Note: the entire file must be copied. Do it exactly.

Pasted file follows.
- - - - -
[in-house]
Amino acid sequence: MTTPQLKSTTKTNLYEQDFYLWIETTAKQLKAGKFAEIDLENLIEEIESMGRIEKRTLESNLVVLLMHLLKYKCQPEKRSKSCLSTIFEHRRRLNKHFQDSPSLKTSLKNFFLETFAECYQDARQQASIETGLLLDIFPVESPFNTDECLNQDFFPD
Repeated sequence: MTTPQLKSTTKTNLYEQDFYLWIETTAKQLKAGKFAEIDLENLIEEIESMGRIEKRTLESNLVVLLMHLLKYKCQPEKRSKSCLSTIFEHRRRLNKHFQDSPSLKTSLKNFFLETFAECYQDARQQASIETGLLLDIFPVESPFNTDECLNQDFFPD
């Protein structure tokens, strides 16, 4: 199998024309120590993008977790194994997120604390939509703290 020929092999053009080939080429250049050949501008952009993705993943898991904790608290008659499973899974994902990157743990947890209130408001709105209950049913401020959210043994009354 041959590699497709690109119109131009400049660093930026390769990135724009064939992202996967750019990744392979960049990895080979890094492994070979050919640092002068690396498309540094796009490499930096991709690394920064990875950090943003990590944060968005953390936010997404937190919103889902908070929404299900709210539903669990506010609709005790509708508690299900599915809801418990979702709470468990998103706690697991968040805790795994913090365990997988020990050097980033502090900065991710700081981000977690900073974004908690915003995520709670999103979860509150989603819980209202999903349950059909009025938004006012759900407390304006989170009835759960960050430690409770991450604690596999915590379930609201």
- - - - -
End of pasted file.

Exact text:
[in-house]
Amino acid sequence: MTTPQLKSTTKTNLYEQDFYLWIETTAKQLKAGKFAEIDLENLIEEIESMGRIEKRTLESNLVVLLMHLLKYKCQPEKRSKSCLSTIFEHRRRLNKHFQDSPSLKTSLKNFFLETFAECYQDARQQASIETGLLLDIFPVESPFNTDECLNQDFFPD
Repeated sequence: MTTPQLKSTTKTNLYEQDFYLWIETTAKQLKAGKFAEIDLENLIEEIESMGRIEKRTLESNLVVLLMHLLKYKCQPEKRSKSCLSTIFEHRRRLNKHFQDSPSLKTSLKNFFLETFAECYQDARQQASIETGLLLDIFPVESPFNTDECLNQDFFPD
């Protein structure tokens, strides 16, 4: 199998024309120590993008977790194994997120604390939509703290 020929092999053009080939080429250049050949501008952009993705993943898991904790608290008659499973899974994902990157743990947890209130408001709105209950049913401020959210043994009354 041959590699497709690109119109131009400049660093930026390769990135724009064939992202996967750019990744392979960049990895080979890094492994070979050919640092002068690396498309540094796009490499930096991709690394920064990875950090943003990590944060968005953390936010997404937190919103889902908070929404299900709210539903669990506010609709005790509708508690299900599915809801418990979702709470468990998103706690697991968040805790795994913090365990997988020990050097980033502090900065991710700081981000977690900073974004908690915003995520709670999103979860509150989603819980209202999903349950059909009025938004006012759900407390304006989170009835759960960050430690409770991450604690596999915590379930609201």